Kristin Kumpf is the director of migration for the American Friends Service
Committee and co-chair of the Interfaith Immigration Coalition’s asylum team.
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The Public Health Code Separating Families at the Border
I KNEW ALMOST immediately it was bad news.
“Maria was separated at the border from her auntie,” my friend said in a phone call. “We don’t know where she is. Her auntie was sent back to Mexico and we think is being held by a drug cartel. They separated them under Title 42.”
I felt sick. Four-year-old Maria (not her real name) and her aunt were fleeing violent circumstances. They arrived at the U.S.-Mexico border to exercise their legal right — protected by both international and U.S. law — to request asylum, as other members of Maria’s family had done prior to the COVID-19 pandemic.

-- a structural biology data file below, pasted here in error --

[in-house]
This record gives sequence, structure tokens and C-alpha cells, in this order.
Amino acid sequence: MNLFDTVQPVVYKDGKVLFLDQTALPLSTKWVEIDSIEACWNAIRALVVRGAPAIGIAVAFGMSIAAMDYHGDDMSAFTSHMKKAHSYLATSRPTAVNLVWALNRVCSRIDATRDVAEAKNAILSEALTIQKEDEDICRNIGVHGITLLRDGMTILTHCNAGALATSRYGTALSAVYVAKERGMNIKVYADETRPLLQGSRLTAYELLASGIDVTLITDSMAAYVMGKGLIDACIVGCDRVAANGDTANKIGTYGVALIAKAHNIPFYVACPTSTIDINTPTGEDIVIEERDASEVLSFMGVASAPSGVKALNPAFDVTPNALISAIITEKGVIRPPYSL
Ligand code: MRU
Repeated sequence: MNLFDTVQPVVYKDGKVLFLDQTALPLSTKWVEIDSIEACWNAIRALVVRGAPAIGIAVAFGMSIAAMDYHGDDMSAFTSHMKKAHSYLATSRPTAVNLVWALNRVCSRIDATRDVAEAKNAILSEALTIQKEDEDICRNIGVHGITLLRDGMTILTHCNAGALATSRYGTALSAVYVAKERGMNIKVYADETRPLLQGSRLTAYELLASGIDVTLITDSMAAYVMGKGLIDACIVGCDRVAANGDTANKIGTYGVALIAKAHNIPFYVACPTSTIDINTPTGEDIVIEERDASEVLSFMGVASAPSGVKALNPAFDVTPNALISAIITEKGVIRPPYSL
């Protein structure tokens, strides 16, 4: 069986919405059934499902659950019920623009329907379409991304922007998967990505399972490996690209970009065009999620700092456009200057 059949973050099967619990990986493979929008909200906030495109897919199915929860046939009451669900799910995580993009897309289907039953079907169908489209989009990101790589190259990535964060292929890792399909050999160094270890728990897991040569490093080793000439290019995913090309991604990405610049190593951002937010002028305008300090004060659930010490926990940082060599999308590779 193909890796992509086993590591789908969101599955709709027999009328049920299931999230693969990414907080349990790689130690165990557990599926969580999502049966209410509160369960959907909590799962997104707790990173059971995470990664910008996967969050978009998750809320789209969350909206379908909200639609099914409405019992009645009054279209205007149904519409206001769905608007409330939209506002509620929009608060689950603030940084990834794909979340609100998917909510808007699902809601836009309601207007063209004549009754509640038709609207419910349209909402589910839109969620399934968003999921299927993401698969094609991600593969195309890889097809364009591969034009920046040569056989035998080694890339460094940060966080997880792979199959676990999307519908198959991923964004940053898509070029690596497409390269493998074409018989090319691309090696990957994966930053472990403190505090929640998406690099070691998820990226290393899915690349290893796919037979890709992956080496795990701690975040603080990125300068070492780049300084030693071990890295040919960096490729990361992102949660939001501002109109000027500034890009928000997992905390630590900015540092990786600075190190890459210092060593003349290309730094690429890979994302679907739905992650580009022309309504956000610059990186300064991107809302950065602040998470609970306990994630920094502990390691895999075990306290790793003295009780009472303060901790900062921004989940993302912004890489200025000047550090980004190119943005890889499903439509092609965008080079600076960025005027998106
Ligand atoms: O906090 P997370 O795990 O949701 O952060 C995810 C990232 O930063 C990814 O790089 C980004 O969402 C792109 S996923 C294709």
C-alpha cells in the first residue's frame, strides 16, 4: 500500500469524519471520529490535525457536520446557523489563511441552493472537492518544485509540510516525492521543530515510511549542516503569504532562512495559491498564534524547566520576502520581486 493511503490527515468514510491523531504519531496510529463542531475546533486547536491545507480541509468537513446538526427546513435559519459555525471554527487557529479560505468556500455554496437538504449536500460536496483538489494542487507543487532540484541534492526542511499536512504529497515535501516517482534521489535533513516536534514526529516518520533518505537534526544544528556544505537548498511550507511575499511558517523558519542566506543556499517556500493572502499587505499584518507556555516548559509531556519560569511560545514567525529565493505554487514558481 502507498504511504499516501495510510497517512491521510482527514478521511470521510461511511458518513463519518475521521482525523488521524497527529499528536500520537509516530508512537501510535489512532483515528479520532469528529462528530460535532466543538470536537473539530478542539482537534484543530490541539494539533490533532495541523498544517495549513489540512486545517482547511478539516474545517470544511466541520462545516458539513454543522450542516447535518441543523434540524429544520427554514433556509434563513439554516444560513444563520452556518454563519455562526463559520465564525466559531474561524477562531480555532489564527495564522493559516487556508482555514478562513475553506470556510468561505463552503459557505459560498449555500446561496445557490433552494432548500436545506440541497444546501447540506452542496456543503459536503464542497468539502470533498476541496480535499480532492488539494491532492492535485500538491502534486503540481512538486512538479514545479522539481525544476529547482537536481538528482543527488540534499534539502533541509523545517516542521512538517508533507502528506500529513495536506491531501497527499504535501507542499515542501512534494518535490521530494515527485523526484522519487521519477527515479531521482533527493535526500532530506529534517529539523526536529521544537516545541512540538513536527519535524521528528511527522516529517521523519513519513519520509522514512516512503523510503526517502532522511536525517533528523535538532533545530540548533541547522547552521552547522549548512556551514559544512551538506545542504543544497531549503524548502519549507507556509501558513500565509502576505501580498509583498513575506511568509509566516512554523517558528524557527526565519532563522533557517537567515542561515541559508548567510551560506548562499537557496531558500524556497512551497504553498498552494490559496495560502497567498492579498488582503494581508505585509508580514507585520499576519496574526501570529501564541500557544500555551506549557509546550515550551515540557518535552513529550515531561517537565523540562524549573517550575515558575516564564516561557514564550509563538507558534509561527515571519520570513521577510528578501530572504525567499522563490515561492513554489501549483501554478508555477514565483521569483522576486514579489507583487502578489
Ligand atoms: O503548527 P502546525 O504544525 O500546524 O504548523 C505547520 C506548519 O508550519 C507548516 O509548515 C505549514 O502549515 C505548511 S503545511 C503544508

In March 2020, everything changed. The Trump administration, through the Centers for Disease Control and Prevention (CDC), invoked a rarely used subsection of public health code called Title 42 to close U.S. borders to asylum seekers and unaccompanied children under the guise of preventing the spread of COVID-19. It made that decision against the advice of many public health experts, including some within the CDC, who agreed there was no public health rationale for a ban on asylum seekers as a group. Though the border remained open to truckers, temporary workers, students, and others, border agents turned back asylum seekers to Mexico or their home country.